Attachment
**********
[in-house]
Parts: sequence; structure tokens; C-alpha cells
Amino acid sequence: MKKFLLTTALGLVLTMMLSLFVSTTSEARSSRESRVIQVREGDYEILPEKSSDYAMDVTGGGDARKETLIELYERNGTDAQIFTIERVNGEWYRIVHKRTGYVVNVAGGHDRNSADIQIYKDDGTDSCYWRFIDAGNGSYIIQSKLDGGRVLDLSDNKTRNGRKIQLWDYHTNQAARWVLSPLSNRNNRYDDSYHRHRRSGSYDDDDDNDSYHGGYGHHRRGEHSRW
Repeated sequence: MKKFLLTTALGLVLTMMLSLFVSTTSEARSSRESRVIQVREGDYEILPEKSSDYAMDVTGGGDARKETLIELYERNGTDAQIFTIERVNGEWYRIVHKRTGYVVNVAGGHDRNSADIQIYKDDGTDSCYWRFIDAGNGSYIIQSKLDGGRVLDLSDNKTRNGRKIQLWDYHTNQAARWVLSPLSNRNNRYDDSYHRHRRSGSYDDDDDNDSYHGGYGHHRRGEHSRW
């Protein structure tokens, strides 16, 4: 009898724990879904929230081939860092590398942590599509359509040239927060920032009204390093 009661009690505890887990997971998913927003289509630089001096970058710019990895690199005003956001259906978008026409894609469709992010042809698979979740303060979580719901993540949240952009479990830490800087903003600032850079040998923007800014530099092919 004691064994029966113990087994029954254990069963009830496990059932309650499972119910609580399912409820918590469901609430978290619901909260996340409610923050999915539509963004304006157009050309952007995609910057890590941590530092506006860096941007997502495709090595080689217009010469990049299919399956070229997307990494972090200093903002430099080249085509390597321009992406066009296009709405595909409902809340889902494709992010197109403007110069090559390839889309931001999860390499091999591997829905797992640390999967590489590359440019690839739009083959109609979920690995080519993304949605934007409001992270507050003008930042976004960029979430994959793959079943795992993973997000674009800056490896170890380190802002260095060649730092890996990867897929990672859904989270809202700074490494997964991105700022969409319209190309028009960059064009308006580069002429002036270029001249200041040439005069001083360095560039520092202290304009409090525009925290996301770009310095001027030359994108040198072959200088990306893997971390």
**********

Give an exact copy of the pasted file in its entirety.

[in-house]
Parts: sequence; structure tokens; C-alpha cells
Amino acid sequence: MKKFLLTTALGLVLTMMLSLFVSTTSEARSSRESRVIQVREGDYEILPEKSSDYAMDVTGGGDARKETLIELYERNGTDAQIFTIERVNGEWYRIVHKRTGYVVNVAGGHDRNSADIQIYKDDGTDSCYWRFIDAGNGSYIIQSKLDGGRVLDLSDNKTRNGRKIQLWDYHTNQAARWVLSPLSNRNNRYDDSYHRHRRSGSYDDDDDNDSYHGGYGHHRRGEHSRW
Repeated sequence: MKKFLLTTALGLVLTMMLSLFVSTTSEARSSRESRVIQVREGDYEILPEKSSDYAMDVTGGGDARKETLIELYERNGTDAQIFTIERVNGEWYRIVHKRTGYVVNVAGGHDRNSADIQIYKDDGTDSCYWRFIDAGNGSYIIQSKLDGGRVLDLSDNKTRNGRKIQLWDYHTNQAARWVLSPLSNRNNRYDDSYHRHRRSGSYDDDDDNDSYHGGYGHHRRGEHSRW
């Protein structure tokens, strides 16, 4: 009898724990879904929230081939860092590398942590599509359509040239927060920032009204390093 009661009690505890887990997971998913927003289509630089001096970058710019990895690199005003956001259906978008026409894609469709992010042809698979979740303060979580719901993540949240952009479990830490800087903003600032850079040998923007800014530099092919 004691064994029966113990087994029954254990069963009830496990059932309650499972119910609580399912409820918590469901609430978290619901909260996340409610923050999915539509963004304006157009050309952007995609910057890590941590530092506006860096941007997502495709090595080689217009010469990049299919399956070229997307990494972090200093903002430099080249085509390597321009992406066009296009709405595909409902809340889902494709992010197109403007110069090559390839889309931001999860390499091999591997829905797992640390999967590489590359440019690839739009083959109609979920690995080519993304949605934007409001992270507050003008930042976004960029979430994959793959079943795992993973997000674009800056490896170890380190802002260095060649730092890996990867897929990672859904989270809202700074490494997964991105700022969409319209190309028009960059064009308006580069002429002036270029001249200041040439005069001083360095560039520092202290304009409090525009925290996301770009310095001027030359994108040198072959200088990306893997971390």